It also helps us understand the story better. When we get on the sets, we don’t need to have a lot of conversation. We just have to look at each other and say this is what needs to be done. So, it saves us a lot of time and effort.

But how soon does it take for you to complete the script, especially the way you approach it?

Usually, the initial version of my script gets done fast. It’s difficult to explain my writing process because there’s no method in it. I don’t know where I start and I finish. Maybe Scene 18 is what I write first. I write a lot of different scenes and then find a common ground to connect all of this. That just works for me. Once the initial draft is written, I keep making changes till I call action.

Was there ever a time after the film’s release, that you thought that what if you had retained the previous version of a scene?

Not really. I am the kind of person who doesn’t look back. It doesn’t do a whole lot of good, especially if what I have done hasn’t worked. Sometimes what happens is that I don’t shoot a lot of footage. I just shoot the minimum; only what’s required. So, sometimes there is a tinge of regret, during the editing phase when I wish that I could have filmed that one extra shot to make the edit smoother.

Rajesh Madhavan and Senna Hegde on the sets of 1744 White Alto
Rajesh Madhavan and Senna Hegde on the sets of 1744 White Alto

You had said 1744 White Alto has a thin storyline and is more character driven. Such films also require the actors to have complete trust in the filmmaker.

Yes, with Thinkalazcha Nishchayam, the actors had no choice. They had to trust me or find another film to act (laughs). I am not trying to be arrogant, but that was the process. I told them that they won’t get the whole script, they will only be told what they had to do 15 minutes before the scene. With 1744 White Alto, the process was more or less the same, except with Sharafudheen, who read the entire script so that is comfortable and knows what the story is. It’s not like we don’t give everyone the script, if people asked, we do. Because Thinkalazhcha Nishchayam was a success and it also convinced people that we know how to do our job, the artistes put their trust in me.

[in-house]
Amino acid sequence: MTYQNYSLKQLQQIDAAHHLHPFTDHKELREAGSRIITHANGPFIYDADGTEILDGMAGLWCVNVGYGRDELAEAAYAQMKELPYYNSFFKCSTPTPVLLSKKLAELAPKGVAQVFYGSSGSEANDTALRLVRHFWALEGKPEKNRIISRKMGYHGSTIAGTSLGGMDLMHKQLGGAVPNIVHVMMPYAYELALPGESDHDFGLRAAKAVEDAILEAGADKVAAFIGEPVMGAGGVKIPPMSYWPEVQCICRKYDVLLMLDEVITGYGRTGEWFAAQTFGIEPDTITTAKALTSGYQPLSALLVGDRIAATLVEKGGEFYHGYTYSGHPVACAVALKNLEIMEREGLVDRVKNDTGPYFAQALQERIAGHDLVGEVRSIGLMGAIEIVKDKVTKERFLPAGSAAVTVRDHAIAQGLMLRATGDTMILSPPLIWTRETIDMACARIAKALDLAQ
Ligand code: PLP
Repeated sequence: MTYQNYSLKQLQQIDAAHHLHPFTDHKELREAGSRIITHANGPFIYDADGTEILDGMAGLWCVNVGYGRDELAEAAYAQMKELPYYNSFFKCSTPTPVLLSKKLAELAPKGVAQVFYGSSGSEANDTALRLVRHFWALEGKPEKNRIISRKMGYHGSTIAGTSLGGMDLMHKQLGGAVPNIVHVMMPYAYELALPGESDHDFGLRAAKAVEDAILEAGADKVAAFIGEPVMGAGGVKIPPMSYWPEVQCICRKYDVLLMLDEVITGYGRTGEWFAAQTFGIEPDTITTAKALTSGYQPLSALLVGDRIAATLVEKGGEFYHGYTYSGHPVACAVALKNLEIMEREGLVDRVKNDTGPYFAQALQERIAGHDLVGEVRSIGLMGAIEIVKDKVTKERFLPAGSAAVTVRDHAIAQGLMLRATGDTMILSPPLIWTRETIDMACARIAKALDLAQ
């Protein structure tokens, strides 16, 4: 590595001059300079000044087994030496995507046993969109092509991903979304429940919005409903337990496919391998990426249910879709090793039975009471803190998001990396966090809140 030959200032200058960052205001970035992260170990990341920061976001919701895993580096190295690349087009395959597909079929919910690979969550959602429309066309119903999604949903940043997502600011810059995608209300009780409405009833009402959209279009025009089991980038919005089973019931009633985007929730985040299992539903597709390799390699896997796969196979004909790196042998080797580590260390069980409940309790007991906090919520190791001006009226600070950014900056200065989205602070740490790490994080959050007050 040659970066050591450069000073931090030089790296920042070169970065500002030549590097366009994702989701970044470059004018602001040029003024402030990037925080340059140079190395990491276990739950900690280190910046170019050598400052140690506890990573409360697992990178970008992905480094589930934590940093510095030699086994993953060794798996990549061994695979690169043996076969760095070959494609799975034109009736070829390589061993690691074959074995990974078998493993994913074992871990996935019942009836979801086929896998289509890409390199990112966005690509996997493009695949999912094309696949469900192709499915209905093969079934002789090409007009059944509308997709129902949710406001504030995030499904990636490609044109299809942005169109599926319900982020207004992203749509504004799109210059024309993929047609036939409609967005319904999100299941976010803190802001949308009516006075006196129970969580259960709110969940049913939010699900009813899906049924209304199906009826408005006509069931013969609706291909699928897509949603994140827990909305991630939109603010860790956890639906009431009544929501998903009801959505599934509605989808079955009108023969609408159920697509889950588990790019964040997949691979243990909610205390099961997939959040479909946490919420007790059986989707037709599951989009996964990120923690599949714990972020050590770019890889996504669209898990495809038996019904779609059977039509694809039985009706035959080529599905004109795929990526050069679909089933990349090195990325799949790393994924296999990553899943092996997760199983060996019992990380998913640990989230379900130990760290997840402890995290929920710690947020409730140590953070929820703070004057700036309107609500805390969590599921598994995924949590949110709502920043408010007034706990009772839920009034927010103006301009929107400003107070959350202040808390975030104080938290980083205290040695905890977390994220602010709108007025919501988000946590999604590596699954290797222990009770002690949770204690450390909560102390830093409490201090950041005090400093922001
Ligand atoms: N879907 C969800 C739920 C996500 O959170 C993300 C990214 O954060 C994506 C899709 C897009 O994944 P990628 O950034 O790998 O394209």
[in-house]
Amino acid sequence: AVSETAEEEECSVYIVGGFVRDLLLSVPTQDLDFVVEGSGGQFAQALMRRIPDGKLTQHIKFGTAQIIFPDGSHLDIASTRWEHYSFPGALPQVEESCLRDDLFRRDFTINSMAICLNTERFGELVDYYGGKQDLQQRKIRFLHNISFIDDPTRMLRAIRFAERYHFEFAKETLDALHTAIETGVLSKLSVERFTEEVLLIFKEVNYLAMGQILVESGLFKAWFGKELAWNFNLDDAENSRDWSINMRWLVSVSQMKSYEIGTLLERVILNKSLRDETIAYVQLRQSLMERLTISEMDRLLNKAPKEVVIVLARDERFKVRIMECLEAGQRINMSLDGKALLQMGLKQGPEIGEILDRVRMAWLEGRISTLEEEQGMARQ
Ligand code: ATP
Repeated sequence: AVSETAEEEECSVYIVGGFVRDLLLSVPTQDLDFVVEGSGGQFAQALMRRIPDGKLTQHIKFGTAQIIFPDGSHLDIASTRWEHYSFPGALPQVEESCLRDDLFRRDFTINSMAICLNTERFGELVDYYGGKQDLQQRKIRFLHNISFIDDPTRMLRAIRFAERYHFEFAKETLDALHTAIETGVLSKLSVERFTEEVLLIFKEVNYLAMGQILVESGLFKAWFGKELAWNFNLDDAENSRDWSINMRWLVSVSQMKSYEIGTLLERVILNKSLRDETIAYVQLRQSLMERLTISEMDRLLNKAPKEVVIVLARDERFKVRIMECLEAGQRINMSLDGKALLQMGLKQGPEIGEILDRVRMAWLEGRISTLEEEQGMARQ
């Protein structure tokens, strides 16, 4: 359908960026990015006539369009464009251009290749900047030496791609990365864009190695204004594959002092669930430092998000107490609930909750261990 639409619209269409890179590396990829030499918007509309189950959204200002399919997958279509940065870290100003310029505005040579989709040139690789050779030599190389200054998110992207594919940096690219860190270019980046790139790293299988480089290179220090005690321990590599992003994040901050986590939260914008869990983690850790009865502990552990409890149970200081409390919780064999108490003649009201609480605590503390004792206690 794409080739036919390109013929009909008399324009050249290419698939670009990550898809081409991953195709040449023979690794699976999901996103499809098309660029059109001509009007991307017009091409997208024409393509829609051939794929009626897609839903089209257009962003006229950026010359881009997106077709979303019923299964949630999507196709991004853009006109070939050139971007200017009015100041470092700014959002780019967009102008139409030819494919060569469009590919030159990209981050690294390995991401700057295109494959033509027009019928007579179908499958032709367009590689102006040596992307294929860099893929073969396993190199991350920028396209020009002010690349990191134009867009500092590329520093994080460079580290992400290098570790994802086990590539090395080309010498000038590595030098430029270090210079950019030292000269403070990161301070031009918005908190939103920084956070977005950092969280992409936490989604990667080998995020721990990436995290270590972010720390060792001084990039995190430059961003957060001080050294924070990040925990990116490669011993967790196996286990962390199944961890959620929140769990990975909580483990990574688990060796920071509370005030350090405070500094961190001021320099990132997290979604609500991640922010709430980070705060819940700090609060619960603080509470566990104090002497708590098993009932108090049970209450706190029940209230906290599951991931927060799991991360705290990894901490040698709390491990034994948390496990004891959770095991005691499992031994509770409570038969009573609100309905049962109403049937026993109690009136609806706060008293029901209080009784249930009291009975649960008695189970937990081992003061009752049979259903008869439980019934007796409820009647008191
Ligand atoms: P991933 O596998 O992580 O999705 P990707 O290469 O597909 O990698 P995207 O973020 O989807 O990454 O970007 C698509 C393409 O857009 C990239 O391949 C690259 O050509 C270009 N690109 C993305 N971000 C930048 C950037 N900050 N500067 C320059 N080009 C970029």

The art in this film, again, pops as compared to Thinkalazcha Nishchayam.

It’s a very staged film compared to Thinkalazcha Nishchayam, which is very rooted in the sense that the story and its characters are based in Kanhangad. 1744 White Alto is a world that we created and so, we had the flexibility of what to include in that world and what we don’t. We could push the envelope with this film and hopefully we could get away with it.

A still from 1744 White Alto
A still from 1744 White Alto

Also, Sreeraj is very adamant about picking a colour palette. Once we decided that we will have teal and orange, and anything in between that as part of our colour palette, we had to stick to that. We also have two great guys handling the art – one of was Ullas Hydoor who had worked in Thikalazhacha Nishchayam and had done the production design for this movie and the other being Vinod Pattanakkadan, who is making his debut as an art director.

You also have Kunchacko Boban’s Padmini coming up. What’s the status?

We were supposed to shoot it earlier this year, but there was a delay with the monsoons also affecting us. As on now, we are planning to shoot it at the end of November. Most of my focus is now on Padmini, the writing is done and recce is happening.